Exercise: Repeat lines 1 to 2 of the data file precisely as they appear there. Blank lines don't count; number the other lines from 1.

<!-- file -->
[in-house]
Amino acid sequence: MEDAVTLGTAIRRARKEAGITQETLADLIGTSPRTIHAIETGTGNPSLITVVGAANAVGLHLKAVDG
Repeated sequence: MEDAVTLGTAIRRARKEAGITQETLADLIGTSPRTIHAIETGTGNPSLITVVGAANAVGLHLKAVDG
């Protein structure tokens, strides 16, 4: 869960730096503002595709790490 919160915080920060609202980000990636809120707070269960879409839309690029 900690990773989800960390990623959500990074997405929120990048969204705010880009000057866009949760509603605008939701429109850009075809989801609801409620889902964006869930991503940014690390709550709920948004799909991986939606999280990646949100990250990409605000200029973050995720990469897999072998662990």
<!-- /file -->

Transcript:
[in-house]
Amino acid sequence: MEDAVTLGTAIRRARKEAGITQETLADLIGTSPRTIHAIETGTGNPSLITVVGAANAVGLHLKAVDG